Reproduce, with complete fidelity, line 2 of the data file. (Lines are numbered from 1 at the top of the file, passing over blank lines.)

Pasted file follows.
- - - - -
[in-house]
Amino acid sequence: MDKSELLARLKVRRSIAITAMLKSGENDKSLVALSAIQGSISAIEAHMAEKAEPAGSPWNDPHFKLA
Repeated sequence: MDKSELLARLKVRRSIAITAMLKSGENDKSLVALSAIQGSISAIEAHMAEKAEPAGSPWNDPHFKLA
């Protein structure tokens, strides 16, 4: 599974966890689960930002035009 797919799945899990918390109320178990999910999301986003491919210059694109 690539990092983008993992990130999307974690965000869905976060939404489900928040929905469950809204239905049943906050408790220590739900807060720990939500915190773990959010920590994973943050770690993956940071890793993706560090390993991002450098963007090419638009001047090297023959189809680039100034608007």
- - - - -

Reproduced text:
Amino acid sequence: MDKSELLARLKVRRSIAITAMLKSGENDKSLVALSAIQGSISAIEAHMAEKAEPAGSPWNDPHFKLA